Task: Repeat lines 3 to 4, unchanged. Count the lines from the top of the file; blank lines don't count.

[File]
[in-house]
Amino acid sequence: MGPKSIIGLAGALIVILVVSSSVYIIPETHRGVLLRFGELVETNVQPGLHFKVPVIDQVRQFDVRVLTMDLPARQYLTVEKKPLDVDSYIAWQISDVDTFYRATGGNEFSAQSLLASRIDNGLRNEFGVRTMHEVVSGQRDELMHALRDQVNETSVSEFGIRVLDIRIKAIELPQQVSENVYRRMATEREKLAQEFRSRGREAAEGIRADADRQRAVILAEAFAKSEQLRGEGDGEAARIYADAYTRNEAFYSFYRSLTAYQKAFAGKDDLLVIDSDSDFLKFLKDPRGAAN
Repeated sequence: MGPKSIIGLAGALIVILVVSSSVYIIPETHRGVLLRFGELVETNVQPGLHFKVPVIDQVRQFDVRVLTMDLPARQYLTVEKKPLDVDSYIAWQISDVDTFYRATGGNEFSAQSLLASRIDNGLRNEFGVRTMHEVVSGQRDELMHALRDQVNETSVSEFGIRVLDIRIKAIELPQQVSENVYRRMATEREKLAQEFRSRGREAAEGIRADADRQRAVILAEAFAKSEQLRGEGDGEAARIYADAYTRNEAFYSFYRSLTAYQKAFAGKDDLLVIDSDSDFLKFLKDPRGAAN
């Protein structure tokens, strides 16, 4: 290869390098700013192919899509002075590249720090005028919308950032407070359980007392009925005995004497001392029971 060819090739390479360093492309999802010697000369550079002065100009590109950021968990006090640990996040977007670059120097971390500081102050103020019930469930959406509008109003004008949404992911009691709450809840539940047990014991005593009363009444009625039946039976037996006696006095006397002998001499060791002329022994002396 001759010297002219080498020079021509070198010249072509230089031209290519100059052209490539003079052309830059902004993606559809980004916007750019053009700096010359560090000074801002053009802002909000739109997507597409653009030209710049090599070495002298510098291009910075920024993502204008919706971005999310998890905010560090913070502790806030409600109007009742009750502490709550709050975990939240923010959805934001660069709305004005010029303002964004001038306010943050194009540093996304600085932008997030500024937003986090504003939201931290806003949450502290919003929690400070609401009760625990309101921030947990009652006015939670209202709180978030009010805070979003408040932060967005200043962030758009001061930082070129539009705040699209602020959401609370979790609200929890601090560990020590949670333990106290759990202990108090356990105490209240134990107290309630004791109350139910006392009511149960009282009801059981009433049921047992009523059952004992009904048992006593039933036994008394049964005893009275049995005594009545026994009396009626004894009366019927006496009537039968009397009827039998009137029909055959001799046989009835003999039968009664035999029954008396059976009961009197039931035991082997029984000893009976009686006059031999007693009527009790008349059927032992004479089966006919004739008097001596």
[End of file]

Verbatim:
Repeated sequence: MGPKSIIGLAGALIVILVVSSSVYIIPETHRGVLLRFGELVETNVQPGLHFKVPVIDQVRQFDVRVLTMDLPARQYLTVEKKPLDVDSYIAWQISDVDTFYRATGGNEFSAQSLLASRIDNGLRNEFGVRTMHEVVSGQRDELMHALRDQVNETSVSEFGIRVLDIRIKAIELPQQVSENVYRRMATEREKLAQEFRSRGREAAEGIRADADRQRAVILAEAFAKSEQLRGEGDGEAARIYADAYTRNEAFYSFYRSLTAYQKAFAGKDDLLVIDSDSDFLKFLKDPRGAAN
């Protein structure tokens, strides 16, 4: 290869390098700013192919899509002075590249720090005028919308950032407070359980007392009925005995004497001392029971 060819090739390479360093492309999802010697000369550079002065100009590109950021968990006090640990996040977007670059120097971390500081102050103020019930469930959406509008109003004008949404992911009691709450809840539940047990014991005593009363009444009625039946039976037996006696006095006397002998001499060791002329022994002396 001759010297002219080498020079021509070198010249072509230089031209290519100059052209490539003079052309830059902004993606559809980004916007750019053009700096010359560090000074801002053009802002909000739109997507597409653009030209710049090599070495002298510098291009910075920024993502204008919706971005999310998890905010560090913070502790806030409600109007009742009750502490709550709050975990939240923010959805934001660069709305004005010029303002964004001038306010943050194009540093996304600085932008997030500024937003986090504003939201931290806003949450502290919003929690400070609401009760625990309101921030947990009652006015939670209202709180978030009010805070979003408040932060967005200043962030758009001061930082070129539009705040699209602020959401609370979790609200929890601090560990020590949670333990106290759990202990108090356990105490209240134990107290309630004791109350139910006392009511149960009282009801059981009433049921047992009523059952004992009904048992006593039933036994008394049964005893009275049995005594009545026994009396009626004894009366019927006496009537039968009397009827039998009137029909055959001799046989009835003999039968009664035999029954008396059976009961009197039931035991082997029984000893009976009686006059031999007693009527009790008349059927032992004479089966006919004739008097001596």